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Tuesday, November 29, 2011

The Why and Why Not of Using an Arbitrator

By Lindsay Cashman

Hold on tight because today we are going to explore the exciting and much misunderstood differences between going to an arbitrator vs. legislation. Arbitration is a form of alternative dispute resolution (ADR), but, as opposed to the other most popular ADR forum called mediation, at the end of the process the winner of the case is decided by the arbitration committee rather than the disputing parties.

Arbitration Advantages

In order to understand the advantages that arbitration brings, it is important to look into the very nature of its alternative, which is the judicial proceedings or court proceedings. In litigation, the parties do not choose the judge. The process is long and tedious and because of this, becomes expensive after each hearing. The difficulty in a court process is that the judge, or the jury in some jurisdictions, are not expected nor have the experience in the subject matter. They have knowledge of the law but rarely do not posses any specialized knowledge of the subject of dispute. While arbitration is almost always a closed and private process, whereas the judicial process is imbued with public interest, thus almost all records of judicial proceedings are made available to the public.

Arbitration proceedings are almost painless compared to going through a triple bypass surgery, um, i mean, trial court. The arbitrator gets right to the point of dispute, hears both sides and makes a decision. With an arbitrator you also have the option of speaking English, which is good if your native language is not Litigation Gibberish. The time that it saves ends up saving everyone time, money and stress.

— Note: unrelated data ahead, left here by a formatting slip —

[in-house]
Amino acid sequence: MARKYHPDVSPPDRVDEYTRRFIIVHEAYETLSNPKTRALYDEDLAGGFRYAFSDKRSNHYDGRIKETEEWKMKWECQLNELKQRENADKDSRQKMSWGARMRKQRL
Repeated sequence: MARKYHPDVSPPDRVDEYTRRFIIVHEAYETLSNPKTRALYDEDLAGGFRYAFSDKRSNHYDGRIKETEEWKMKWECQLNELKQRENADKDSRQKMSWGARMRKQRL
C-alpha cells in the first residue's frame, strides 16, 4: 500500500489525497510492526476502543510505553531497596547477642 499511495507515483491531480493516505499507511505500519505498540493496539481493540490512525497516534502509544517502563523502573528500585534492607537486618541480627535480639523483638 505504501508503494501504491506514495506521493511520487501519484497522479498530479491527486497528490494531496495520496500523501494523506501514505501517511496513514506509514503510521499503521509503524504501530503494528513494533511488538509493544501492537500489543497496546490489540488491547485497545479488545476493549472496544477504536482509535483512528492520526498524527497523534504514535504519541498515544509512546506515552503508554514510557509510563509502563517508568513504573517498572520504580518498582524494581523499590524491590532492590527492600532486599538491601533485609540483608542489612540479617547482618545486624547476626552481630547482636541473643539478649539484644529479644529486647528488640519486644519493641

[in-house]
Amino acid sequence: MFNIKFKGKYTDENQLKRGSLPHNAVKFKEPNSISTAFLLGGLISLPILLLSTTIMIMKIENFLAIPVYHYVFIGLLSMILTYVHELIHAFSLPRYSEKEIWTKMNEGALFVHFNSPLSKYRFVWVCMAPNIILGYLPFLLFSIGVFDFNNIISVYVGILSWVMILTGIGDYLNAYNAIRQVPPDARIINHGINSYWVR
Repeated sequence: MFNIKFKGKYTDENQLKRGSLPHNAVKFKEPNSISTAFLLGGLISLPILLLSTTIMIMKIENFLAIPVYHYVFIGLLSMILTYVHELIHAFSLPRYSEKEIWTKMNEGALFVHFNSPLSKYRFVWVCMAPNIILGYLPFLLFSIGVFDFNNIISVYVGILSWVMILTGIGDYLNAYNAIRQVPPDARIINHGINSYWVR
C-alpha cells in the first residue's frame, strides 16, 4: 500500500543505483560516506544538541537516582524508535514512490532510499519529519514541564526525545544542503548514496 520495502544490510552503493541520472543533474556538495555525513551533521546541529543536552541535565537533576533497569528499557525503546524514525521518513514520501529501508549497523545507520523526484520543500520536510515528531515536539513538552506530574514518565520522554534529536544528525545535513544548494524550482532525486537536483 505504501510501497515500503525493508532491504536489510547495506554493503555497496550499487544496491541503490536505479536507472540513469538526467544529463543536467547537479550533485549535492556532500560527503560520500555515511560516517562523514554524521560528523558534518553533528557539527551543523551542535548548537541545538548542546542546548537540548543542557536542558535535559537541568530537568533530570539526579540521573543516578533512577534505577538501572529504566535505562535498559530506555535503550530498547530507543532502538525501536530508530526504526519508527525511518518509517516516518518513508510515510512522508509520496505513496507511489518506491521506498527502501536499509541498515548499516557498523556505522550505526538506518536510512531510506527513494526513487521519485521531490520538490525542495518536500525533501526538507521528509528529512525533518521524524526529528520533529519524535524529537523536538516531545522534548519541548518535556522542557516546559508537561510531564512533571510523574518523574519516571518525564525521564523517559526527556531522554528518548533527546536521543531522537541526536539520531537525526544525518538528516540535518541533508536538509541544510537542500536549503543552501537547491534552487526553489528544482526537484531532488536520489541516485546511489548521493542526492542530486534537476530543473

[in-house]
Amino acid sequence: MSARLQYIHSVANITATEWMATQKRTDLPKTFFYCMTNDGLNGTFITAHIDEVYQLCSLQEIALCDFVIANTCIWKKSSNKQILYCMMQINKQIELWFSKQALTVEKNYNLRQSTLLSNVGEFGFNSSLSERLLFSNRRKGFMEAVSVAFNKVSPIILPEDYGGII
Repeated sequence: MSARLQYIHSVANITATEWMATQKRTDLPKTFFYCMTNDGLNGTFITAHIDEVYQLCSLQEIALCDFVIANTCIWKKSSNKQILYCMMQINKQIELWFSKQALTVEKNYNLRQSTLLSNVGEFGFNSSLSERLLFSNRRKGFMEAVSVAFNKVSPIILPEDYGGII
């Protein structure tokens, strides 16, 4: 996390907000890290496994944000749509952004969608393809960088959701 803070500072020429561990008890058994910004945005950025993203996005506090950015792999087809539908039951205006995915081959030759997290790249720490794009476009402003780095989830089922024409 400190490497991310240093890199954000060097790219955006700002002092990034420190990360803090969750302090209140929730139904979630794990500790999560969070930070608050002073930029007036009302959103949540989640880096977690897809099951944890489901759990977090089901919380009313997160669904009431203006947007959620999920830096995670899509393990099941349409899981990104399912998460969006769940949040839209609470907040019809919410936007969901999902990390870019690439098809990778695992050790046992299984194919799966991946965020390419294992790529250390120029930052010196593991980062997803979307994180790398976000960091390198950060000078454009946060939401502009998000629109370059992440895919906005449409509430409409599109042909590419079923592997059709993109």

Although I may have made it seem that arbitration is heavens gift to dispute resolution, there are a few disadvantages. So listen my children and you shall hear of, um, them. First off all, one does not need to be a judge in order to be qualified to be an arbitrator. But as long as you set your standards high for picking a good arbitrator, this should not be a problem. Additionally, many arbitrators are certified as judges, and many others are extremely knowledgeable and experienced lawyers. Also, if you any party wants to appeal the arbitral decision that cannot be done in an arbitration hearing, rather it gets taken to court, which can kind of, well, suck.


Now that you have received this awesome dispute resolution educational introduction from this exciting article it is time for you, my little duckling, to go out on your own in the great big world and make your own decision.

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